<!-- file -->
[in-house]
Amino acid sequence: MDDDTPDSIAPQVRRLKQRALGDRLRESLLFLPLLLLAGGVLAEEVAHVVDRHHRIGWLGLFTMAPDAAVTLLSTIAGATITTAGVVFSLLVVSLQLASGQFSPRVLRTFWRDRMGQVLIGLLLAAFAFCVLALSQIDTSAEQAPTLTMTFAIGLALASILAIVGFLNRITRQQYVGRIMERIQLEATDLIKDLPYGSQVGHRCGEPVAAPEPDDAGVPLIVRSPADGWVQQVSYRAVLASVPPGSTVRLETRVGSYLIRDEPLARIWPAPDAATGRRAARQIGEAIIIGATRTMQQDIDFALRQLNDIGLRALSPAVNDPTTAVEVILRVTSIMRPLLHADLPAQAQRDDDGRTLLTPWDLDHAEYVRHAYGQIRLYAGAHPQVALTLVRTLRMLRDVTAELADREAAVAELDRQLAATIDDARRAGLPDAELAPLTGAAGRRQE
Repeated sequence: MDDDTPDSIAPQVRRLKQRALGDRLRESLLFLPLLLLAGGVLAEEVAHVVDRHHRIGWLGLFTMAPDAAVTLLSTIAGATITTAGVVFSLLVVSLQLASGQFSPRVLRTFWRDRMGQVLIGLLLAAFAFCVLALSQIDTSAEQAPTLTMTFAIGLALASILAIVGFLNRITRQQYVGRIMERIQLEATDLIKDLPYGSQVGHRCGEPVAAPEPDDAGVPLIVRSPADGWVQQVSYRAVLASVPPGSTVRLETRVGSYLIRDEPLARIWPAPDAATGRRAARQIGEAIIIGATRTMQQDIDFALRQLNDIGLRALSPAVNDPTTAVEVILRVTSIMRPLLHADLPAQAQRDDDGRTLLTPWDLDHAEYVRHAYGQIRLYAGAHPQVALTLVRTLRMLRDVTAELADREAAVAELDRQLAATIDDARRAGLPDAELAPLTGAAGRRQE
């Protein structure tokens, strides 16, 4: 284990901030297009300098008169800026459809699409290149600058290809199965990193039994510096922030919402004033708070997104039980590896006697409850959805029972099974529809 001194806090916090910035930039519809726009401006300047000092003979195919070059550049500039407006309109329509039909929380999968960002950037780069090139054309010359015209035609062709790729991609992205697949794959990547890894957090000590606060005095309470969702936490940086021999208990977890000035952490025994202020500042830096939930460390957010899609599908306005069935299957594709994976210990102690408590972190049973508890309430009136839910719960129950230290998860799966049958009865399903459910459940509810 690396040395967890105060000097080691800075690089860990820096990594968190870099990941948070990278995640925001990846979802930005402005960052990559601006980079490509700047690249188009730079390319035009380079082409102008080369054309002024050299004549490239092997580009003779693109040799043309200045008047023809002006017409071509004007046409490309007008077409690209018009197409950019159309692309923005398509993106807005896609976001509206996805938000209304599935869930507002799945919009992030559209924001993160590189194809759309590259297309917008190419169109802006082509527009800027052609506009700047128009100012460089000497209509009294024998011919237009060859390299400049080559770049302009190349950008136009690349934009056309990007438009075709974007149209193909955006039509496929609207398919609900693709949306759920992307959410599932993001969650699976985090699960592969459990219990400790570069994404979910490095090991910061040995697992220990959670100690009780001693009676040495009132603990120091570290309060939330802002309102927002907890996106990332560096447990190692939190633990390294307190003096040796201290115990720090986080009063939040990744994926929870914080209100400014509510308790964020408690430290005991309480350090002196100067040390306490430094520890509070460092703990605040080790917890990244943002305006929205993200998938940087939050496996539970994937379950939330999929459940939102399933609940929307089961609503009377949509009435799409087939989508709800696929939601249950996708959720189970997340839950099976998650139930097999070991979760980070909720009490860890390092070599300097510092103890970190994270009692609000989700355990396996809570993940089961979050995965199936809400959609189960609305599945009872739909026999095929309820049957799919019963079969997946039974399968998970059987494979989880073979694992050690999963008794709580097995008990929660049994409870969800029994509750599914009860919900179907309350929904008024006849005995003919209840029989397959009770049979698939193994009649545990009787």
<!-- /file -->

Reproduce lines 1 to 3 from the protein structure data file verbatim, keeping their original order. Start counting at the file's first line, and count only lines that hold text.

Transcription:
[in-house]
Amino acid sequence: MDDDTPDSIAPQVRRLKQRALGDRLRESLLFLPLLLLAGGVLAEEVAHVVDRHHRIGWLGLFTMAPDAAVTLLSTIAGATITTAGVVFSLLVVSLQLASGQFSPRVLRTFWRDRMGQVLIGLLLAAFAFCVLALSQIDTSAEQAPTLTMTFAIGLALASILAIVGFLNRITRQQYVGRIMERIQLEATDLIKDLPYGSQVGHRCGEPVAAPEPDDAGVPLIVRSPADGWVQQVSYRAVLASVPPGSTVRLETRVGSYLIRDEPLARIWPAPDAATGRRAARQIGEAIIIGATRTMQQDIDFALRQLNDIGLRALSPAVNDPTTAVEVILRVTSIMRPLLHADLPAQAQRDDDGRTLLTPWDLDHAEYVRHAYGQIRLYAGAHPQVALTLVRTLRMLRDVTAELADREAAVAELDRQLAATIDDARRAGLPDAELAPLTGAAGRRQE
Repeated sequence: MDDDTPDSIAPQVRRLKQRALGDRLRESLLFLPLLLLAGGVLAEEVAHVVDRHHRIGWLGLFTMAPDAAVTLLSTIAGATITTAGVVFSLLVVSLQLASGQFSPRVLRTFWRDRMGQVLIGLLLAAFAFCVLALSQIDTSAEQAPTLTMTFAIGLALASILAIVGFLNRITRQQYVGRIMERIQLEATDLIKDLPYGSQVGHRCGEPVAAPEPDDAGVPLIVRSPADGWVQQVSYRAVLASVPPGSTVRLETRVGSYLIRDEPLARIWPAPDAATGRRAARQIGEAIIIGATRTMQQDIDFALRQLNDIGLRALSPAVNDPTTAVEVILRVTSIMRPLLHADLPAQAQRDDDGRTLLTPWDLDHAEYVRHAYGQIRLYAGAHPQVALTLVRTLRMLRDVTAELADREAAVAELDRQLAATIDDARRAGLPDAELAPLTGAAGRRQE